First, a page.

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Family Values

Posted in Commentary, Politics with tags , , , on July 14, 2013 by substanceandstyledc

martin familyThey are not the Huxtables. They are divorced. Yet, Tracy Martin and Sybrina Fulton are a beautiful expression of love, parenting and perseverance.

In the face of a tragedy, untold personal stress and worldwide media attention, they have stood together to fight for justice for their son and millions of young boys that look just like him. So many could have and would have cracked under the pressure of losing their child, let alone an ugly national debate on race, guns and politics but Mr. Martin and Ms. Fulton have not.

Mr. Martin and Ms. Fulton allowed us all to be students of the American judiciary system, walking with them step by step in a drawn out investigation and trial for the murder of their 17 year old son that often felt like he – the victim – was on trial. Beyond lessons the public have learned, or relearned about race, politics and courtroom drama from the State vs Zimmerman case, we have also been dutifully instructed on other valuable lessons from Mr. Martin and Ms. Fulton.

1. After a divorce, both parents can play an active role in the care and upbringing of their child(ren). Even in his death, the solidarity shown by Mr. Martin and Ms. Fulton in pursuing peaceful justice for the life of their child that was taken from them provides a blueprint for parents to work together for what is best for their child, always.

2. Black women are not angry. Ms. Fulton has suffered the greatest loss that a woman can have, she has buried a child whose life came from her womb. Under intense media scrutiny in numerous interviews and on the witness stand during the murder the trial for her son, she has not raised her voice nor her fist. Throughout this journey she has maintained dignity and grace.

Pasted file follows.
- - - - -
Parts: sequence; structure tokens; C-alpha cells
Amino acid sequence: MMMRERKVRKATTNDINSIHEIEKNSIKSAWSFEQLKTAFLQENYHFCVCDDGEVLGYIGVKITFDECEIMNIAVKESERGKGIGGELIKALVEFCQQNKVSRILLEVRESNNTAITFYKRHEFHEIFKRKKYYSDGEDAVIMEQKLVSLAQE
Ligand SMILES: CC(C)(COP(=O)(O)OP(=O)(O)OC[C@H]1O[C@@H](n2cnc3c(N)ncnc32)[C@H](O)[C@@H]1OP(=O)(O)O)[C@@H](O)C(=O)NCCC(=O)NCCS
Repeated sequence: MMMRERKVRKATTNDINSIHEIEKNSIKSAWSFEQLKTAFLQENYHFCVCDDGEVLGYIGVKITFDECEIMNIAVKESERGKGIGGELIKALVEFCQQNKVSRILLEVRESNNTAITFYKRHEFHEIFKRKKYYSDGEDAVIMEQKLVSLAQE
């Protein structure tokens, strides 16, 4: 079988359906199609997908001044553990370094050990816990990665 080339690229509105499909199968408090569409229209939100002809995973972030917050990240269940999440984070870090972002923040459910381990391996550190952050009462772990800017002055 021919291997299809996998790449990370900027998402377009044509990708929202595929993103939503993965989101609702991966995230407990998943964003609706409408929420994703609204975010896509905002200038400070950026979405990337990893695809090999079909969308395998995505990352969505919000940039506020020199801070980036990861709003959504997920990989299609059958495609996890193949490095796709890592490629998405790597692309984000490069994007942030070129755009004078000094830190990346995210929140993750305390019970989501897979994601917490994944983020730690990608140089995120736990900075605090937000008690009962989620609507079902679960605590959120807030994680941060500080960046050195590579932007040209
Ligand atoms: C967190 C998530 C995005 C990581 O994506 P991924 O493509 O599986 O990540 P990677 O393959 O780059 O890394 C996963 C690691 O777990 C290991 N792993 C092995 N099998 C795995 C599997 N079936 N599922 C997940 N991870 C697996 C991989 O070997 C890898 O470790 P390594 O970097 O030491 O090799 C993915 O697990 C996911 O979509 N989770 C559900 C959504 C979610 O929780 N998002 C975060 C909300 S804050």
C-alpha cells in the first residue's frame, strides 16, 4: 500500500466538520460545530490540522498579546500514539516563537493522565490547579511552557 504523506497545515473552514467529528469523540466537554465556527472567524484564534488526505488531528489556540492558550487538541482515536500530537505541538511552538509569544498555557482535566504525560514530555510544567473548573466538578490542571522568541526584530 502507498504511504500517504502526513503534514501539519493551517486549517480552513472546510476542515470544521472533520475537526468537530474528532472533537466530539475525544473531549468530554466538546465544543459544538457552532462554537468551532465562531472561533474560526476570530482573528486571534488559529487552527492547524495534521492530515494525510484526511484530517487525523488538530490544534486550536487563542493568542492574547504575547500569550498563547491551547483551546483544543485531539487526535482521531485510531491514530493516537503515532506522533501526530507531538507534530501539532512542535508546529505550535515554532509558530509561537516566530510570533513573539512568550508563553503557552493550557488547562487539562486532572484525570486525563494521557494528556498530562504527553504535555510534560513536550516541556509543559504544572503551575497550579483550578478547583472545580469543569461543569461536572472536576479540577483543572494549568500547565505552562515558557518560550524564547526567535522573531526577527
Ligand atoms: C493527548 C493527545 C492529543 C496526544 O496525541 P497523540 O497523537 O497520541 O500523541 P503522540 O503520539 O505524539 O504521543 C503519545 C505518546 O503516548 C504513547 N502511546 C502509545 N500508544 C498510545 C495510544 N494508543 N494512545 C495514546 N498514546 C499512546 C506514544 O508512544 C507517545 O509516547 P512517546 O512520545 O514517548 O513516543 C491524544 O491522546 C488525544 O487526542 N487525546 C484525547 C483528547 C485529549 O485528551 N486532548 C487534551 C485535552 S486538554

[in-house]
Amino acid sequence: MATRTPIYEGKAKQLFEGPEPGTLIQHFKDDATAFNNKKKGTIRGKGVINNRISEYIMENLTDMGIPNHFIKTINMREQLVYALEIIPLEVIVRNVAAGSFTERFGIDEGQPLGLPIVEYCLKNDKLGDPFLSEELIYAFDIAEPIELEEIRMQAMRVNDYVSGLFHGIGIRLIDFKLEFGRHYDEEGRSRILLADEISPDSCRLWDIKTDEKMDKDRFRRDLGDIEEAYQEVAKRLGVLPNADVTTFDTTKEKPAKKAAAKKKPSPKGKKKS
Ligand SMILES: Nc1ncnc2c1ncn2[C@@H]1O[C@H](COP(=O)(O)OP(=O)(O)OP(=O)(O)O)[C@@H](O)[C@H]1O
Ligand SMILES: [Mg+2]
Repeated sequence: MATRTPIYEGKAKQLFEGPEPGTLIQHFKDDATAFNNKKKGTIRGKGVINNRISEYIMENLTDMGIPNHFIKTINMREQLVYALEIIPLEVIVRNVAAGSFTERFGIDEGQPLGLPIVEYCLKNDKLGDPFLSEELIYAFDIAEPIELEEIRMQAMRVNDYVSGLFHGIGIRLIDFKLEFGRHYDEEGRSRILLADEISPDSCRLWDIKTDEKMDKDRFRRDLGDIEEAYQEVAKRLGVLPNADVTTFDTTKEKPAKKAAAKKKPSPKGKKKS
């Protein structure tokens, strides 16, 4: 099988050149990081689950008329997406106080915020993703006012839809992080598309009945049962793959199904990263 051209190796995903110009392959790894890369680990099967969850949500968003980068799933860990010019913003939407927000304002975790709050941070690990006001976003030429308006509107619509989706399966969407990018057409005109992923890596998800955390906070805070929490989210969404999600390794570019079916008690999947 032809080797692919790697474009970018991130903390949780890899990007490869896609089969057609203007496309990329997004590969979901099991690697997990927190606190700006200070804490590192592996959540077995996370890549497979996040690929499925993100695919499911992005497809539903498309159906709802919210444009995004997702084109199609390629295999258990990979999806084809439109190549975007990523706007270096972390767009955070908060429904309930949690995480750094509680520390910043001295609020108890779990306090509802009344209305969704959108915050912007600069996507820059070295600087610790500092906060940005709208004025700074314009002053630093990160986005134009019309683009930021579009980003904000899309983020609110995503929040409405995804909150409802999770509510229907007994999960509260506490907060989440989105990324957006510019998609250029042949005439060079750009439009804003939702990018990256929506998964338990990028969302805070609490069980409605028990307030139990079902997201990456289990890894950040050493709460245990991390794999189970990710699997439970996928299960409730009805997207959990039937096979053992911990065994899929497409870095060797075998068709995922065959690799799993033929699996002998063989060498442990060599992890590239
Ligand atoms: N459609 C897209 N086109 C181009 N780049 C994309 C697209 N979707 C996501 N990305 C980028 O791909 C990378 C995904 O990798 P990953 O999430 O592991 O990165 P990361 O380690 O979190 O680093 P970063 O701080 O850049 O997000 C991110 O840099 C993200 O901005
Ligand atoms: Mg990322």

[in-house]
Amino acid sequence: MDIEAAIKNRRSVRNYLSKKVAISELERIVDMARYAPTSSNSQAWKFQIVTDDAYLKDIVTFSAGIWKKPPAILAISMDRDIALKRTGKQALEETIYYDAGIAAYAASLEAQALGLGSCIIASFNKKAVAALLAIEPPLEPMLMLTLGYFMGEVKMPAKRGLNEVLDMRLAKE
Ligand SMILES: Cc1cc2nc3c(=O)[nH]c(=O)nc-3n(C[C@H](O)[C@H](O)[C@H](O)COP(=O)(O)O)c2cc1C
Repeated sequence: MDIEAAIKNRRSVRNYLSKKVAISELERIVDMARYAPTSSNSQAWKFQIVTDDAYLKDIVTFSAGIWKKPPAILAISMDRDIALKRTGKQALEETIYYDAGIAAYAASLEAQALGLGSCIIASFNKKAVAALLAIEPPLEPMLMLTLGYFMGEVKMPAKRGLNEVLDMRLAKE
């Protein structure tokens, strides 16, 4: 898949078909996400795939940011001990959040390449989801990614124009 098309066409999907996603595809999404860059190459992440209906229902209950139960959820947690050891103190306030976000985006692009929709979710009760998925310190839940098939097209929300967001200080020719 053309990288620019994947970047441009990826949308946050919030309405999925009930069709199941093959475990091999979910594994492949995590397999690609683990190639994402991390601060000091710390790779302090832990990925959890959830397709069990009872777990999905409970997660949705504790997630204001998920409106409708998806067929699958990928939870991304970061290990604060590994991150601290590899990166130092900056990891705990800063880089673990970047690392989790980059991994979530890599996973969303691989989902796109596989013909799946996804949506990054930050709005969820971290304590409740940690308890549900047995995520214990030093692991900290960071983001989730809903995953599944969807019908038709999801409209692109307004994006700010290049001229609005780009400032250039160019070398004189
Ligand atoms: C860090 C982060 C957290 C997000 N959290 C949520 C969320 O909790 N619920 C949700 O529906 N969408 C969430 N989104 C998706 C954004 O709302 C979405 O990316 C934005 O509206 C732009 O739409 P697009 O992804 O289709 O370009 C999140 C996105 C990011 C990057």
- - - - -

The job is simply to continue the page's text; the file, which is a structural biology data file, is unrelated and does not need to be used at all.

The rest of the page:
3. Black men love their sons. Although Mr. Martin and Ms. Fulton were divorced, Trayvon Martin had a relationship with both of his parents. A small detail that can’t be overlooked about the night that Trayvon Martin was killed that has nothing to do with the trial or verdict but helps create a backdrop for his story is that he was walking to his father’s house. Trayvon’s father hadn’t divorced his mother and left him forever. Trayvon’s father was still present in his life.

Regardless of the stereotypes and media portrayals of Black fathers, Mr. Martin was a Black man who may not have had his son living with him full time, but was still actively involved in raising his Black son. In the months leading up to the trial against George Zimmerman for killing his son Mr. Martin expressed on numerous occasions his fond sentiments about his baby boy. Moments after Zimmerman was found not guilty he took Twitter to say: ‘Even though I am broken hearted my faith is unshattered I WILL ALWAYS LOVE MY BABY TRAY.’ Black men do love and express that love in a multitude of ways. Mr. Martin proved that fact again.